Rental housing grows the economy

June 29, 2010 | Apartments, Cities, Demographics, Economic development, Housing, Primer posts, Rental, Speculation, Tenure, Theory, US News

By: David A. Smith


Want to grow your metropolitan economy?  Create a large and diverse supply of quality rental housing.


Want to impede economic competitiveness?  Raise the homeownership level.




Unexpectedly, I find myself completely agreeing with Richard Florida, author if The Rise of the Creative Class, in his recent Wall Street Journal op-ed:


Homeownership Is Overrated



Who knew AHI would agree with me?


We are heading toward a global flexi-force, where a relatively large population group flexes in and our of the workforce in response to changing economic demands.



Dude, where’s my job?


Today’s economy requires a more mobile workforce.


Labor mobility is economic power.


Several generations of Americans have seen homeownership as a birthright and a necessity.


Not just Americans: the British, the French, most of the developed world think homeownership is a birthright.  (Germany is the exception, by virtue of their system which makes long-term rental equivalent to homeownership in everything but appreciation potential.)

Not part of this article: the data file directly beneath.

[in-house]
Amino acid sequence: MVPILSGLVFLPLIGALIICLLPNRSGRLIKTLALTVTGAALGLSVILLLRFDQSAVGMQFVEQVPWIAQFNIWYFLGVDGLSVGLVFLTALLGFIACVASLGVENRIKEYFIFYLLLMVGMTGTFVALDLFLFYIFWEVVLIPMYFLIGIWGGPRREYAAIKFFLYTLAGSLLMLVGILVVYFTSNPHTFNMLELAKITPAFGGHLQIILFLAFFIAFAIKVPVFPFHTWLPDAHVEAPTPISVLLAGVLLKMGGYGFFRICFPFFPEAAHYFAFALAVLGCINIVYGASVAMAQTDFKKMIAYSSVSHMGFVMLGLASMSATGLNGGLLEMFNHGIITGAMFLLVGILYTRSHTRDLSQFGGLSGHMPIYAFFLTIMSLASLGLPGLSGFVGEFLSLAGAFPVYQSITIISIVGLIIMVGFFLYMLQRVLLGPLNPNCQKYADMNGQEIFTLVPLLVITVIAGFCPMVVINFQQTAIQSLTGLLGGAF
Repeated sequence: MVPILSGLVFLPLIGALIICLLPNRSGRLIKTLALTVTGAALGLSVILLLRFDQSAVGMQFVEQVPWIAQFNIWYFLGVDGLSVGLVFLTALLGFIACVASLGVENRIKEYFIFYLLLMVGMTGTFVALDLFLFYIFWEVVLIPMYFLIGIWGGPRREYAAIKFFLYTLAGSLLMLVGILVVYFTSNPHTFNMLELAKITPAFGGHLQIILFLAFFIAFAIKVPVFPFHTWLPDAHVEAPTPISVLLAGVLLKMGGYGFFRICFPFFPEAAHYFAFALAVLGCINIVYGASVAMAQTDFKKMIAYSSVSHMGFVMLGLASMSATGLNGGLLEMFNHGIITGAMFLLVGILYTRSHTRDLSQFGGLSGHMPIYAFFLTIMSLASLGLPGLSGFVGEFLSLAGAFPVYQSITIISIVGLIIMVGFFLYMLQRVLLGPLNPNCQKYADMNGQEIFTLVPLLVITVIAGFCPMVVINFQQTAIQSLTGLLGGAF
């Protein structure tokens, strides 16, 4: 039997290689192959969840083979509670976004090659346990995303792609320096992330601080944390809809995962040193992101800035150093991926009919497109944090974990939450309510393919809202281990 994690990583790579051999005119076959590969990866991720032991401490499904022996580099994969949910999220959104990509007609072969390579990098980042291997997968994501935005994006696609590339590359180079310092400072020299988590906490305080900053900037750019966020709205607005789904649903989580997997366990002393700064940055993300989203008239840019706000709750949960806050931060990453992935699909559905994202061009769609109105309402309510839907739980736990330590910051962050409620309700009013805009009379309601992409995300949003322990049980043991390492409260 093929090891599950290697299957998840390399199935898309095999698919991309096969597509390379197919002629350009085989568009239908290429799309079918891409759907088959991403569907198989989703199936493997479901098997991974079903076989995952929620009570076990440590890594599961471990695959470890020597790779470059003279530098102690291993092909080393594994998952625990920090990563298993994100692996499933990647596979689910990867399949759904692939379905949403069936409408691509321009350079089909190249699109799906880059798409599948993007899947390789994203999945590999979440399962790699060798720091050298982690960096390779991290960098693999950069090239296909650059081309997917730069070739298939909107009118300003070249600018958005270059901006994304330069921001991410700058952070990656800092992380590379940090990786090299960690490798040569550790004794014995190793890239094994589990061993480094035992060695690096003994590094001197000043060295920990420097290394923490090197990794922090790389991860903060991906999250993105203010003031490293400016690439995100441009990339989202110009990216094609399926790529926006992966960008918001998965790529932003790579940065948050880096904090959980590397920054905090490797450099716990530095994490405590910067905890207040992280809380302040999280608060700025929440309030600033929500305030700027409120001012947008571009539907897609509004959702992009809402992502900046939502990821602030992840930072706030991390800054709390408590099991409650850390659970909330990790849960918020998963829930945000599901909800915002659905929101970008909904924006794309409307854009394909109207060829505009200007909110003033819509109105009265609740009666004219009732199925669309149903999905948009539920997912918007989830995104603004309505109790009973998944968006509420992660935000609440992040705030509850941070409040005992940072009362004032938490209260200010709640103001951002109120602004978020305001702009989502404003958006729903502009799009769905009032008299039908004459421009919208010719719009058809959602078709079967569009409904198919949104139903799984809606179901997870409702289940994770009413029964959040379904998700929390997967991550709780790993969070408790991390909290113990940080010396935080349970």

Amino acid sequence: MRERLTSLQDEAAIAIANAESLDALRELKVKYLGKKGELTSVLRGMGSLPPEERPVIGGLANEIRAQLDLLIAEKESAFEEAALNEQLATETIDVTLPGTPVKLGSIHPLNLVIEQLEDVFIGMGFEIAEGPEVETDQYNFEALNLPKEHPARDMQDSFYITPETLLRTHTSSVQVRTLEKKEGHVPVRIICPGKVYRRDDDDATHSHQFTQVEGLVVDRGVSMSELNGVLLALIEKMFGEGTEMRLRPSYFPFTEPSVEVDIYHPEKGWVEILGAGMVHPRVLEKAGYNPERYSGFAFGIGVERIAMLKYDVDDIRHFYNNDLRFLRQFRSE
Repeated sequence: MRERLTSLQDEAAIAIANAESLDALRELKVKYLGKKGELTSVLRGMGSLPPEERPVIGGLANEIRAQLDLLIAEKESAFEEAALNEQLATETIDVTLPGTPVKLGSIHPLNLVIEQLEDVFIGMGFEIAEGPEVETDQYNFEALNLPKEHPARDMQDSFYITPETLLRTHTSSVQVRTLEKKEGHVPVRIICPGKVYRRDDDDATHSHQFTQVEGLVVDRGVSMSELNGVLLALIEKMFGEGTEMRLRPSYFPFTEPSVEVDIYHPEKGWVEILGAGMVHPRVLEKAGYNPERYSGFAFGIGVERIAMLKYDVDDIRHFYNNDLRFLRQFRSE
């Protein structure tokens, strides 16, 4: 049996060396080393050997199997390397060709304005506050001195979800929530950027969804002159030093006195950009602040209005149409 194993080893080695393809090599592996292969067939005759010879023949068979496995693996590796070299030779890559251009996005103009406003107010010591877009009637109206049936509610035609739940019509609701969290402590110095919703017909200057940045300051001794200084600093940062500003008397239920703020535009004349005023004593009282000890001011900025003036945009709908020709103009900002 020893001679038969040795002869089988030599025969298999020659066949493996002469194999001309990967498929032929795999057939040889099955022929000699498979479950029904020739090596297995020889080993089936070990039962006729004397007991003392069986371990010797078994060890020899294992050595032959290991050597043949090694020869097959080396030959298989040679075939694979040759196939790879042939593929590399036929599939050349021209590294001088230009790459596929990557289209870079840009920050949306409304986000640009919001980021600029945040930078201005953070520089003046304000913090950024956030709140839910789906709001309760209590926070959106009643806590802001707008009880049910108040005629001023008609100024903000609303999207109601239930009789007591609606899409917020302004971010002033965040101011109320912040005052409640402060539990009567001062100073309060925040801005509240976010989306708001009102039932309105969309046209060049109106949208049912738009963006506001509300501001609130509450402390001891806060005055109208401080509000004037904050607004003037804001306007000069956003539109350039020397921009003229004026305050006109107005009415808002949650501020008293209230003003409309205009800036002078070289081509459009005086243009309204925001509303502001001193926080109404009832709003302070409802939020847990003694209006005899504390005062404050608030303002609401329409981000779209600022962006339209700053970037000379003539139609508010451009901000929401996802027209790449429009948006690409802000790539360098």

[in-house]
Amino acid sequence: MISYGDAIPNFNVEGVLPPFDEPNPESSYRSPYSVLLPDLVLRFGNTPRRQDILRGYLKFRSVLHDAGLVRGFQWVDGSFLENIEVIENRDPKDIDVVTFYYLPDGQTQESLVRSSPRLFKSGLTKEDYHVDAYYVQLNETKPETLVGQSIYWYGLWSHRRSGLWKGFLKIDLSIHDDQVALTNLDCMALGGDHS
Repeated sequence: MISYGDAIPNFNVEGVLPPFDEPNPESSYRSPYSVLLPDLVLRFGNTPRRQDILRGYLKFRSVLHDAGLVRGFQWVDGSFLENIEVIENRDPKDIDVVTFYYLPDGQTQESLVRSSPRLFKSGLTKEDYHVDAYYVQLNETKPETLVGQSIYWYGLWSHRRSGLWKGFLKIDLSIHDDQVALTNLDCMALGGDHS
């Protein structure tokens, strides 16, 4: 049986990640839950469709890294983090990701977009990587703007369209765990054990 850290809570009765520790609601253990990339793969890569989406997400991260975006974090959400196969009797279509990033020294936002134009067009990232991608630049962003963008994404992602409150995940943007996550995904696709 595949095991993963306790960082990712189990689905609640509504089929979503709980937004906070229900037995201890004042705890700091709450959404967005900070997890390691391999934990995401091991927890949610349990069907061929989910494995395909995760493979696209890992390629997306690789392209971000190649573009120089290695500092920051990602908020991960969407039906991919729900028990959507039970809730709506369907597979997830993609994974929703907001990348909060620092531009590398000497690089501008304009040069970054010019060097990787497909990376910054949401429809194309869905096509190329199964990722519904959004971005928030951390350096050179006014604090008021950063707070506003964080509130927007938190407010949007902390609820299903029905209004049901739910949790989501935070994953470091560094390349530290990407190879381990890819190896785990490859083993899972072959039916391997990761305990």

We love dessert, but it’s basic foods that make us strong.


We love vacations, but it’s work that gives us choices, makes us happy, and gives life meaning.


We love homeownership, but it’s quality rental that makes an economy grow.



Run that by me again


We take it for granted that owning your home is a good thing:


Yes, we do – and for many people, those who want to be rooted to a place, it clearly is. 



I ain’t movin’


Said another way, if you own your home, and your home has embedded equity, then you have financial and mobility optionality, and both of those are hugely valuable.